Want to invest like Warren Buffett? You’ll need to recognize your emotions, not ignore them

Personal finance

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The advice: Don’t get emotional about your money.

The reality: Money touches almost every part of your life.

Unless you live off the grid, it’s a hard fact that money buys your food, shelter and transportation, not to mention current recreation and distant projects.

The possibility of losing it in the market? Upsetting.

The possibility of making the wrong investing decision? Same.

Even good financial news — winning the lottery, getting an inheritance — can bring a flood of emotions. Recently, a novelist wrote about her poor financial decisions after getting a gigantic book advance. Great news, but she was so euphoric she couldn’t think straight.

‘I’m not crying. You’re crying’

There’s a mistaken notion that women are more emotional than men when it comes to finances, says Pauline Yan, a portfolio manager in Toronto, Canada, who has a personal finance blog about women and investing.

It’s time to dump that idea, she says. “Every market crash has been caused by men having a lot of emotions,” Yan said.

The collateralized debt obligation (CDO) market was a contributing factor to the last recession. Yan points out that it was mostly men in that market who were responsible for chasing greed. Which is, after all, an emotion.

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“Men self-identify as very cool-headed, very rational,” Yan said. In fact, they have as many emotions as women. “It doesn’t serve the men in the industry or women trying to get into the industry.”

Look at the news photos of people (mostly men) on the trading room floors, and their reactions (mostly emotional) when markets are tumbling.

Yan points out that everyone agrees Warren Buffett is a great investor — and he never says not to be emotional. In fact, “he recognizes that emotions are running the game, and he’s using his insight into what the mass population is feeling to make wise investment decisions,” Yan said.

Take one of Buffett’s common “isms”: “Be fearful when others are greedy, and be greedy when others are fearful.”

Work with your emotions

If money causes an extreme emotional reaction, something deep down needs to change, says Monica Sipes, a certified financial planner and senior wealth advisor at Exencial Wealth Advisors in Frisco, Texas.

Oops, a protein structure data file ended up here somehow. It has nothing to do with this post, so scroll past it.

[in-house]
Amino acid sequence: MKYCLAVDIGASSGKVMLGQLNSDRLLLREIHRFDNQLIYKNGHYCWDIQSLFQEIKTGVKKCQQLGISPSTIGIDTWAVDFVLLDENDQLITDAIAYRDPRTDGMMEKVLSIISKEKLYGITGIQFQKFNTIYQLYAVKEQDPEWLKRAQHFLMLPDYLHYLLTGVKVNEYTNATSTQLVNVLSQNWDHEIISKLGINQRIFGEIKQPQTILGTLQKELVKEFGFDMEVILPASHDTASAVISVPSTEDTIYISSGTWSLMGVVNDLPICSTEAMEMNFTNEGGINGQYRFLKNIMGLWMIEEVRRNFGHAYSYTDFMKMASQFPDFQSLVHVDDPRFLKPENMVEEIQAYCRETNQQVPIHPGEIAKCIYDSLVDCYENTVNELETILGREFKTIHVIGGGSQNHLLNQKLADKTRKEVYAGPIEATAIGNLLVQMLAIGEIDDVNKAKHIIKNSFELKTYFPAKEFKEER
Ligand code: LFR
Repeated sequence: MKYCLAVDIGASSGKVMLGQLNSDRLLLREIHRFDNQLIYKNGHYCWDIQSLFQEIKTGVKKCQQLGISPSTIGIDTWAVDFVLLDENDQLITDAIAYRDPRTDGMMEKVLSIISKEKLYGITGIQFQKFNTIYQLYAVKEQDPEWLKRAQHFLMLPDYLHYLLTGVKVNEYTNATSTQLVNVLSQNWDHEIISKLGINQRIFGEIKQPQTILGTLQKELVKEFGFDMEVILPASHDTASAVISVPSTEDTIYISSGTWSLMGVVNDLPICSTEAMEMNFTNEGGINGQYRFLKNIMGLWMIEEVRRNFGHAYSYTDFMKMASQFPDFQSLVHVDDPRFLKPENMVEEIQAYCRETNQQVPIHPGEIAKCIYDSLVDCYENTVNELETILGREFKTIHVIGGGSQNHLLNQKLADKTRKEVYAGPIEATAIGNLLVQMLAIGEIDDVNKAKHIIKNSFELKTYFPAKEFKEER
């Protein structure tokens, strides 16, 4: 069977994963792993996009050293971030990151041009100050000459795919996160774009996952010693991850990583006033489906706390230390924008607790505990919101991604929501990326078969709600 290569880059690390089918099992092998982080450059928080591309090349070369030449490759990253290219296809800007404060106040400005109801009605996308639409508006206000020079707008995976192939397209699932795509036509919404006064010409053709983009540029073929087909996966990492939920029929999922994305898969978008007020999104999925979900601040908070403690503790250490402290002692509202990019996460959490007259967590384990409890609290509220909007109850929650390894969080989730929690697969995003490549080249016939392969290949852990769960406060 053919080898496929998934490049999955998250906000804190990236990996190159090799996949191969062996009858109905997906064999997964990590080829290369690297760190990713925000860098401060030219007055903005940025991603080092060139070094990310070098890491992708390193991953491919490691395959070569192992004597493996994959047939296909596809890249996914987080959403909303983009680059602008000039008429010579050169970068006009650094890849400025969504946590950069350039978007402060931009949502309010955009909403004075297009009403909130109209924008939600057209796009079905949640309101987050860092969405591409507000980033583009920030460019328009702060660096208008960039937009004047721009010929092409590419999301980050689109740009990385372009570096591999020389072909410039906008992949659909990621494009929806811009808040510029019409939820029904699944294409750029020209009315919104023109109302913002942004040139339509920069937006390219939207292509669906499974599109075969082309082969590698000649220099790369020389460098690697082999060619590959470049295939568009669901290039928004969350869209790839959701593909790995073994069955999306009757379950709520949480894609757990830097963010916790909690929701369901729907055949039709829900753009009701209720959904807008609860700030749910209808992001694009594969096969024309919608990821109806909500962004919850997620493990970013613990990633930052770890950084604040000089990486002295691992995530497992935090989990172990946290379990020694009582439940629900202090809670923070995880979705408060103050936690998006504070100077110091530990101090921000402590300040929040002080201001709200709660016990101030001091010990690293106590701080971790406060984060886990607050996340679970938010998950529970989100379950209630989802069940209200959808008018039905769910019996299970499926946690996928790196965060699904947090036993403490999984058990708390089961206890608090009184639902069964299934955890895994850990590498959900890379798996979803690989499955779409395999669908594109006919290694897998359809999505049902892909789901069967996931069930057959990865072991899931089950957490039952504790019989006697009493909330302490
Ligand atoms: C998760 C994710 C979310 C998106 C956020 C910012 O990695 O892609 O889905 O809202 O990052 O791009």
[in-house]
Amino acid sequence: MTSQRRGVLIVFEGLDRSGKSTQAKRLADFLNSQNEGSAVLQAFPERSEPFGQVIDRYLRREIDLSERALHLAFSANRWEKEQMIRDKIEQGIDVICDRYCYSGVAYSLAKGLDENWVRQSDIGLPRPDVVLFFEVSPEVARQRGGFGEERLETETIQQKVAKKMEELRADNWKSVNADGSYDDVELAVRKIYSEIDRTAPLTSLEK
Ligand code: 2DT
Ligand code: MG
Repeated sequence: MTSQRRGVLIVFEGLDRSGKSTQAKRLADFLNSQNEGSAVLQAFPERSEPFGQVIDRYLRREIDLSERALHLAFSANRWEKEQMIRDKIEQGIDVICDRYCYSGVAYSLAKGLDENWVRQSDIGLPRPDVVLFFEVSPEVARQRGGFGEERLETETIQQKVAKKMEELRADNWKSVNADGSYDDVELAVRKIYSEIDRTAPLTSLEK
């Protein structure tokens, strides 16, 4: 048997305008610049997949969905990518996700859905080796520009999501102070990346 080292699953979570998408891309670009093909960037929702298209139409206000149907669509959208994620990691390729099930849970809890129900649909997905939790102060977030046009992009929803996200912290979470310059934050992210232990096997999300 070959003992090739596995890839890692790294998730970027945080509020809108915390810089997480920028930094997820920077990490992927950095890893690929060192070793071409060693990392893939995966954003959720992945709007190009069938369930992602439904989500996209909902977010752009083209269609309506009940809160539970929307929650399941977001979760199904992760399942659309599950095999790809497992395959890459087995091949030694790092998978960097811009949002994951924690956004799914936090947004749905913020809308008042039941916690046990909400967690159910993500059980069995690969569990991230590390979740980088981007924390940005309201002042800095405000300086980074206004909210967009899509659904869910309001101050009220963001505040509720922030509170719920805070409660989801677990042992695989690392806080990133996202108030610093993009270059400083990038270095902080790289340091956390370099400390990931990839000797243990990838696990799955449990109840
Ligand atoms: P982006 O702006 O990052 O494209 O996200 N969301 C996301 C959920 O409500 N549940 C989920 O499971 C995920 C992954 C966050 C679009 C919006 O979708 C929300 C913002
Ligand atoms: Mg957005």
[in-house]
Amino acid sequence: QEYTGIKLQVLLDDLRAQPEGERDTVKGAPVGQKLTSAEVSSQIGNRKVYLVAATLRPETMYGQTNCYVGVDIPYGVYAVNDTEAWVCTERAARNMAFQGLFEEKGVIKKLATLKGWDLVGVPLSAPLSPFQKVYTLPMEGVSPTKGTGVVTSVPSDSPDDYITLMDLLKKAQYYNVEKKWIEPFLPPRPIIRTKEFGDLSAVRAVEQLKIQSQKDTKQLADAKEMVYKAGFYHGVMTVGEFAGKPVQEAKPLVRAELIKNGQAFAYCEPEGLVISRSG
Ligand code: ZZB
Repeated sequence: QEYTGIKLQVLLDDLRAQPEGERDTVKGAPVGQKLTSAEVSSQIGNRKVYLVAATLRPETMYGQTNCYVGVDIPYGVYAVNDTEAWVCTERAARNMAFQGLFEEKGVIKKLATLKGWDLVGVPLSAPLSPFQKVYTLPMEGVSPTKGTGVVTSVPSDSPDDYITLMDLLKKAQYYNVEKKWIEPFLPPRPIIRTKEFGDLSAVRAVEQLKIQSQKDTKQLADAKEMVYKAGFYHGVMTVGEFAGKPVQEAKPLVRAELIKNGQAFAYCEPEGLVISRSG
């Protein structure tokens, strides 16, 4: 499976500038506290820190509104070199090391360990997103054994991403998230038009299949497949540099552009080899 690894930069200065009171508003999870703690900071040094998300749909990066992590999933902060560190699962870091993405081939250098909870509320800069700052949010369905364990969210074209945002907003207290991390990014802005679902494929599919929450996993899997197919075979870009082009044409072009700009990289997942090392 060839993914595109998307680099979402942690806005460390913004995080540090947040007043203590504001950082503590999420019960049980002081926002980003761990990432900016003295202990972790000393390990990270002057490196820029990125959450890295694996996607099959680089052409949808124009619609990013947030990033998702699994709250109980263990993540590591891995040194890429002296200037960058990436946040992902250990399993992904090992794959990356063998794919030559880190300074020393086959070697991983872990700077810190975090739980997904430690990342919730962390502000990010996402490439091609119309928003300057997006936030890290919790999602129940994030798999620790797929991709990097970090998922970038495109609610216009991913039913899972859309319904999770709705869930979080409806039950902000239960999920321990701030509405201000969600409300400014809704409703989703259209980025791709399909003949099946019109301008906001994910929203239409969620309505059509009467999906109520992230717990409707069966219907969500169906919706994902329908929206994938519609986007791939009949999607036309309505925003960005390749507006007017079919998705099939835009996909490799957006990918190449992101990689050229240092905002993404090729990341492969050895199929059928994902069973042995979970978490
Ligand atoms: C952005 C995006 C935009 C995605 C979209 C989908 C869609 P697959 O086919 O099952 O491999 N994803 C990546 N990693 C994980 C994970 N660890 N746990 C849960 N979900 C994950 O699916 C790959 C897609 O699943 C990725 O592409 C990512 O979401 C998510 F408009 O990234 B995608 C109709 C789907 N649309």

People are unhappy with their financial situation for a reason. “It’s important to explore the why,” Sipes said. “If it’s a debt, you need action steps in place to enhance the situation.”

Your emotions can be an advantage, Yan believes.

“First, recognize the emotional state you’re in,” she said. Women are especially good at being able to precisely understand how they feel.

It’s usually easy to identify the feelings that accompany financial stress. Try to reach for a productive, time-delaying strategy instead of making a rash decision or spending in an attempt to make yourself feel better.

You could take a walk or find a friend who’s a good listener, Yan says.

Yan herself likes to go for a run, and she writes down a word or theme to think about on a Post-it note beforehand. She calls this biohacking, a way to work off the stress of dealing with the topic. “I can digest it and come out with a more chemically balanced state,” Yan said.

“It’s mentally burdening to be poor,” Yan said. “You’re always having to make decisions of one dollar here, one dollar there.

“It lowers your ability to see the big picture and make the best decisions that would get you out from under.”

In fact, Yan says, studies show that the emotional response to debt actually lowers higher executive functioning in the brain.

Accept fear

Instead of denying your feelings, acknowledge them. “Feel the fear, feel the greed,” Yan said. This will help you to clear your head. You’ll likely find yourself in a better position to scout choices and understand what you are basing them on.

The same emotional strategies apply with good news.

Say someone who’s 45 years old inherits $10 million. This lucky person needs to work out a plan for extraordinary wealth. “The duration of time where you need to have that capital base last is very long,” Sipes said. “You might need more than you think.”

Understand your own investing philosophy, Sipes says, whether the situation is positive or negative. If you are investing for retirement, for instance, you probably need to remain in the market even when it is volatile.

Don’t try to quantify a short-term loss. Try to detach from the account balances fluctuating.

Monica Sipes

Exencial Wealth Advisors

“You are probably not going to meet your goals if you’re planning for a 7% return,” she said. “If you sell, you are not going to capture that.”

Accept that investing will occasionally be scary, but keep your ‘why’ in mind. “Don’t try to quantify a short-term loss,” Sipes said. “Try to detach from the account balances fluctuating.”

Bottom line, have emotions. Just don’t let them take over your decision-making.

It’s no different from being afraid to go to a doctor. “It’s not going to get better from doing nothing,” Sipes said. “If you don’t know what you need to do, it’s not going to improve.”

CHECK OUT: 3 simple ways to save an extra $200 every month via Grow with Acorns+CNBC.

Disclosure: NBCUniversal and Comcast Ventures are investors in Acorns.

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